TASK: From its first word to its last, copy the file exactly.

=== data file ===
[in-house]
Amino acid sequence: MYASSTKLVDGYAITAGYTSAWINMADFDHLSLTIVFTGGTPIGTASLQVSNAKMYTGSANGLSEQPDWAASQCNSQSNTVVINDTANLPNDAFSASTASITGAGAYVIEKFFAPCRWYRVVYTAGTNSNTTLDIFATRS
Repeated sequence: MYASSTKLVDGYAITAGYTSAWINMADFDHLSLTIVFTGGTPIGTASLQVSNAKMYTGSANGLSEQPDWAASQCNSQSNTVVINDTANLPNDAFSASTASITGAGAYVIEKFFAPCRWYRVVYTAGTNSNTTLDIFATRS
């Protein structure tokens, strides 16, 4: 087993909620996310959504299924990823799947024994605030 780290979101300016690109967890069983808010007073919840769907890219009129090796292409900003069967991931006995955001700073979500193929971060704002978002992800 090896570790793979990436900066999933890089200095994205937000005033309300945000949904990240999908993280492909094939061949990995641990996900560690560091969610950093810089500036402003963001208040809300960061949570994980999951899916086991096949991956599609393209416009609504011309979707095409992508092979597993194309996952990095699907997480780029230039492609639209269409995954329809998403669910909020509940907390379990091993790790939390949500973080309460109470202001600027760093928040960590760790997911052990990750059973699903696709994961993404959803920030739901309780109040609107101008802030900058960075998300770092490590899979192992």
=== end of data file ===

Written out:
[in-house]
Amino acid sequence: MYASSTKLVDGYAITAGYTSAWINMADFDHLSLTIVFTGGTPIGTASLQVSNAKMYTGSANGLSEQPDWAASQCNSQSNTVVINDTANLPNDAFSASTASITGAGAYVIEKFFAPCRWYRVVYTAGTNSNTTLDIFATRS
Repeated sequence: MYASSTKLVDGYAITAGYTSAWINMADFDHLSLTIVFTGGTPIGTASLQVSNAKMYTGSANGLSEQPDWAASQCNSQSNTVVINDTANLPNDAFSASTASITGAGAYVIEKFFAPCRWYRVVYTAGTNSNTTLDIFATRS
């Protein structure tokens, strides 16, 4: 087993909620996310959504299924990823799947024994605030 780290979101300016690109967890069983808010007073919840769907890219009129090796292409900003069967991931006995955001700073979500193929971060704002978002992800 090896570790793979990436900066999933890089200095994205937000005033309300945000949904990240999908993280492909094939061949990995641990996900560690560091969610950093810089500036402003963001208040809300960061949570994980999951899916086991096949991956599609393209416009609504011309979707095409992508092979597993194309996952990095699907997480780029230039492609639209269409995954329809998403669910909020509940907390379990091993790790939390949500973080309460109470202001600027760093928040960590760790997911052990990750059973699903696709994961993404959803920030739901309780109040609107101008802030900058960075998300770092490590899979192992």